Online California Corporation FAQ

How do I form a corporation in California?

In California, you create a corporation by filing "articles of incorporation" with the Secretary of State's office and paying a filing fee. You'll also need corporate bylaws and resolutions signed by the board of directors, though these documents don't need to be filed with the Secretary of State. Your bylaws will explicitly state the rights and responsibilities of the shareholders and directors and govern how your corporation will be run.

After your articles of incorporation have been filed and you sign corporate bylaws, your corporation is official, but you will still need to obtain the licenses and permits that all new businesses must have to operate. These may include a business license (sometimes also referred to as a "tax registration certificate"), a federal employer identification number, a sellers' permit, or a zoning permit. Forming a corporation does not exempt you from any of these requirements that apply to all businesses.

For more information, see the Licenses & Permits for Your Business area of Nolo's website.

To begin creating your California corporation, visit the Online Corporation page at the Nolo website.

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How much will it cost to form my California corporation?

The price of Nolo's Online Corporation formation service varies depending on your needs.

Nolo's Basic Service. The price starts as low as $49 for Nolo's Basic Service, which includes preparation and filing of the articles of incorporation, a written consent form (in lieu of minutes) for the first meeting of the board of directors, including banking resolutions, and standard filing, which will take three to four weeks.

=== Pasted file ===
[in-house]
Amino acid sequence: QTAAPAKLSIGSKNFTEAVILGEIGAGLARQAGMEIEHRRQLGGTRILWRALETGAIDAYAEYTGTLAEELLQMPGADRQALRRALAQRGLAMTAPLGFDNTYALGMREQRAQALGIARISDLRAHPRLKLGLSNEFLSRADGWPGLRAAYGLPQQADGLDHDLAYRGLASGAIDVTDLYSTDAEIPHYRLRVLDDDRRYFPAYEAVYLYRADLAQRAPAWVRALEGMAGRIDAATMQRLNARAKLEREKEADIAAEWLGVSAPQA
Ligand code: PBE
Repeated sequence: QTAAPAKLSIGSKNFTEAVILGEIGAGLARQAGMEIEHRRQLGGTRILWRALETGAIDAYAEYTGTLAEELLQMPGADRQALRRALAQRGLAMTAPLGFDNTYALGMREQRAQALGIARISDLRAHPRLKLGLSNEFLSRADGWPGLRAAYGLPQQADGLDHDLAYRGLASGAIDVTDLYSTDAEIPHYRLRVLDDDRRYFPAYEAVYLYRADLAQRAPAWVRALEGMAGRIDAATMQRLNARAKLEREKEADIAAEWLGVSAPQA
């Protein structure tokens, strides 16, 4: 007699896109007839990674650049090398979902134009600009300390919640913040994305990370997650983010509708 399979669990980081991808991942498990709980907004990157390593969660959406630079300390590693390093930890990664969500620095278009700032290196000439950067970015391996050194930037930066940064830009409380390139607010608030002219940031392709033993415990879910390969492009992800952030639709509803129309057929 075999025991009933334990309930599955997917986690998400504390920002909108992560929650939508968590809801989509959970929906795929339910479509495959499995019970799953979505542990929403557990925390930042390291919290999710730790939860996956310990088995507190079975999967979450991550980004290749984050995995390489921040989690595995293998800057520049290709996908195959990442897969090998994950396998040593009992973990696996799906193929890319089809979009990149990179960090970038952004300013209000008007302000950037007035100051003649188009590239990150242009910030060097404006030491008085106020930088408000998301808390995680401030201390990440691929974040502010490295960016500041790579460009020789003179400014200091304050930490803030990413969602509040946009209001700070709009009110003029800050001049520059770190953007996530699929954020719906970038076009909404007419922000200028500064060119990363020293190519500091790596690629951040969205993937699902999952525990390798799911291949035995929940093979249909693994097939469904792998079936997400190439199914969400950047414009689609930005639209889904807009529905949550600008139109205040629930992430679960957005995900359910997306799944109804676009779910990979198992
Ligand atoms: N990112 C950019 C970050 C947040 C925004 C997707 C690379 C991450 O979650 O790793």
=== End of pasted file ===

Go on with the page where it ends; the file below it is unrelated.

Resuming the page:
Nolo's Standard Service. Our Standard Service package, for $149, gets you all of the benefits of the Basic Service plus preparation of the IRS application for an employer tax ID (Form SS-4) and our Business Forms Bundle, containing 30 forms and contracts that every small business needs. Includes access to NoloCloud Legal Forms for business anywhere at any time from your account. Processing time is three to four weeks.

Nolo's Express Premiere Service. Includes Nolo's Standard Service plus Priority Rush Filing, a personalized corporate record book that is foil-stamped with your company name, 20 personalized stock certificates, and a personalized corporation seal, for $299. With Priority Rush Filing, your articles of incorporation will be filed within one business day, and you'll receive your final corporate documents one to two weeks later, depending on the Secretary of State's processing times. Your corporate records kit will be sent to you directly from the manufacturer.

Note that filing fees charged by the state are not included in our package prices. The Secretary of State charges $105 in state fees (includes a certified copy of the articles of incorporation). This filing fee will be added to your total when you check out.

In addition, within 90 days of your formation, you will need to submit a statement of information along with a $25 filing fee. (You can file it online here.)

To compare Nolo's California corporate packages, see the package and pricing details. Please note that coupon codes are not applicable to corporate packages.